Monday, January 11, 2010



An important event in Mhalsapathi’s life was Baba's trying to leave his body and returning to it three days later. Baba had made him the guardian of his body during that period, indicating the immense faith He had in Mhalsapathi. On a Margasira Poornima day in 1886, Baba suffered from a severe attack of asthma. Baba decided to go into samadhi. Mhalsapathi was with Baba at that time. Baba told him, “Arre Bhagat, look after this body for three days. I am going to Allah. Protect My body for three days. If I do not return, bury My body in that open land (pointing to the space) and fix two flags as a mark.” After saying this, at about 10.0 pm Baba slept in the lap of Mhalsapathi. His breathing stopped. Then His pulse also stopped. For all external appearances it looked as if Baba had breathed His last. Next morning, people coming to masjid for Baba’s darshan were shocked to see Baba lying lifeless in the lap of Mhalsapathi. The entire village came, completely grief stricken, and felt that darkness had enveloped them. By evening of that day, they decided that after conducting an inquest, the body should be buried in the place shown by Baba. No one believed Baba’s words. But, Mhalsapathi strongly opposed all these attempts. He said that Baba had asked him to wait for 3 days and only then they could think of something else. For full three days, with Baba’s body in his lap, Mhalsapathi did not even move slightly. For full three days, he guarded Baba’s body better than he would have guarded his own life. In addition to being confined to the same place, Mhalsapathi had to face severe provocations from the people, from the devotees and from the civilian authorities. To any one who came with an alternate solution, his only reply was, “Wait for three days.” Time does not wait for anyone. The stipulated three days finally came to an end. Almost every one in the village was at the masjid, trying to see the greatest miracle. Then at 3.00 am on the third day, the miracle finally happened. Breathing started once again in the body, the abdomen began to move. Baba slowly opened His eyes and stretched His limbs. Baba had returned back to life and consciousness. Every one assembled in the masjid, heaved a sigh of relief and gave a loud cry of ‘Sainath Maharaj Ki Jai’. Thus, he rendered a valuable service in 1886, after which Baba lived for 32 years to create this huge Sai movement that has covered this land. If Mhalsapathi had failed in his duty, and Baba had been buried, perhaps the course of history might have been different.

Baba used his knowledge of coming events for "Bhagat" - as Baba called this bhakta Mhalsapathi, - and revealed them to him when necessary. Mhalsapathi was a poor man, whose three daughters were married to people at various villages. His Sambandhis - fathers-in-law of those daughters - had no regard for him. On one occasion, one of the Sambandhis at a distant village invited him to dine with him, and Mhalsapathi went to take Baba's leave. When granting leave, Baba said, “Bhagat, at village Asnagaon (Taluka Kopargaon) don’t go to Rambhau Londhe and Dorhale’s daughter. You will be insulted there.” Mhalsapathi went along with his friend, but when he went to his Sambandhi’s house, he found the Sambandhi’s people had already finished their meal and were washing their hands without caring to wait for the arrival of their poor relation Mhalsapathi. This was an obvious insult and he returned refusing to take his meal. He returned to Baba and told him all the facts.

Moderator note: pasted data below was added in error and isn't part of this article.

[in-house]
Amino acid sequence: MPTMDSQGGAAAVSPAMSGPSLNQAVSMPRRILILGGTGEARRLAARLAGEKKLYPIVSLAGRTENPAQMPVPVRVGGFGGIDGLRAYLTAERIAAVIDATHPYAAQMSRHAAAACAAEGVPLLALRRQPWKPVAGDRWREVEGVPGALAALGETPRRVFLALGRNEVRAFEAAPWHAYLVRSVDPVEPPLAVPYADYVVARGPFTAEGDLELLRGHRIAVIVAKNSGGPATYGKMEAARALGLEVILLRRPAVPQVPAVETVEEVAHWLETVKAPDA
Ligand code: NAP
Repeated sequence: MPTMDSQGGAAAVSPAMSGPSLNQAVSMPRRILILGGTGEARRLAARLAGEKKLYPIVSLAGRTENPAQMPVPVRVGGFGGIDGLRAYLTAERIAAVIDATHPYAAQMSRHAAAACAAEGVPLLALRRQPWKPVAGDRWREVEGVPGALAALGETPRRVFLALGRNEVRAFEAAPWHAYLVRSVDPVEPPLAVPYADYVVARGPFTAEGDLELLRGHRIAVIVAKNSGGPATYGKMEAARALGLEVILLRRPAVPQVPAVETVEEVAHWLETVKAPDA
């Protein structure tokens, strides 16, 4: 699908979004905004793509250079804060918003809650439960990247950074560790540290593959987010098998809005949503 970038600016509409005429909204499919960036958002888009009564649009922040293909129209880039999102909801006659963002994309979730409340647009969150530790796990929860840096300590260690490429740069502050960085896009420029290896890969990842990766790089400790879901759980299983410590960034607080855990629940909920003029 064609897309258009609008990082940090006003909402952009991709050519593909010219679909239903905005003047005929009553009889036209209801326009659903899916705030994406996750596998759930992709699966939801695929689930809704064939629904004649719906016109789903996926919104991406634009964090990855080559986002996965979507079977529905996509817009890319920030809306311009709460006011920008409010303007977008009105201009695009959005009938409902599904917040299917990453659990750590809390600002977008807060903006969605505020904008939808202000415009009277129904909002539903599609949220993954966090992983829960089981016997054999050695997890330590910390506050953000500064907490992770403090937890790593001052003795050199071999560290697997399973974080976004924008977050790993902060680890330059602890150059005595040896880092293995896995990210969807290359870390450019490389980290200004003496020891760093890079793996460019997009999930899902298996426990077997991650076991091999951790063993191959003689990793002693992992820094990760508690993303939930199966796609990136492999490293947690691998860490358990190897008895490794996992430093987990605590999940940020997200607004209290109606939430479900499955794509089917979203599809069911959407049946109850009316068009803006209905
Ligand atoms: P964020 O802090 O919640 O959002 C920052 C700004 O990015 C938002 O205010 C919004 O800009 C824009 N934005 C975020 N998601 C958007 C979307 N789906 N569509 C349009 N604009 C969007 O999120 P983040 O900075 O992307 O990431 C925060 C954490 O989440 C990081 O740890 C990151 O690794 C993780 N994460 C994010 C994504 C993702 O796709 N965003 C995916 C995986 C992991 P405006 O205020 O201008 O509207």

Ram Bhav Londhe, a Sai bhakta, invited Mhalsapathi to go to his village 'Asnagaon' some six or ten miles away from Shirdi. There was to be a Mhalsapathi Purana reading by Mhalsapathi to be followed by a dinner. So it was an interesting occasion, and Mhalsapathi went to take leave of Baba. Baba said, 'Do not go. There will be a fight there'. Yet, having accepted the invitation, he could not avoid going, and he went to that village. He sat and read Mhalsapathi puranam there, and while that was going on, the host's graceless, sturdy and rowdy boys with other boys sat for their meal and began to exchange hot words. From words they quickly came to blows with sticks, and on account of the free use of the cudgels, the audience that was present for the Purana reading fled in fright and Mhalsapathi also had to pack up his purana and follow their wise example. He returned to Shirdi and told Baba, 'Your words have proved true to the letter'.

Baba once warned him in general words 'Don't put your back against the earth'. Not remembering this advice, and in his usual slovenly way, Mhalsapathi, having consumed too much of burfi got giddy, sat on the floor, and losing his consciousness, glided down. He then was with his bare back on the ground He was dreaming or delirious and talking in his dream, keeping his legs stretched on the bare earth all the time. When he returned to consciousness and sat awake, he found he could not bend his leg. His daughters had to massage his knees and legs, and thereafter he was able to walk up to Baba. When he arrived there, Baba told him, 'did I not tell you not to put your back against earth?’

On another occasion, Baba gave him warning that something wrong would happen at Khandoba's, and that, however, he need not be afraid as Baba would do the needful. Then very soon, his wife and daughter fell ill. Soon after, other members of his family also fell ill. Meanwhile Baba told Mhalsapathi, 'Let the sick people keep to bed'. Walking round his Mosque with a short stick in hand, Baba was waving his short stick and using threatening words, 'Come, whatever may be your power, let us see! I shall show you what I can do with my chota stick, if you come out and face me'. This was Baba's treatment of the disease. Mhalsapathi consulted Baba regarding the medicines, but Baba dissuaded him from administering the medicines to the sick at home. Finally, all got well without medicine. Baba's way of fighting disease is not the modern way of medicine, but it was unmistakably effective.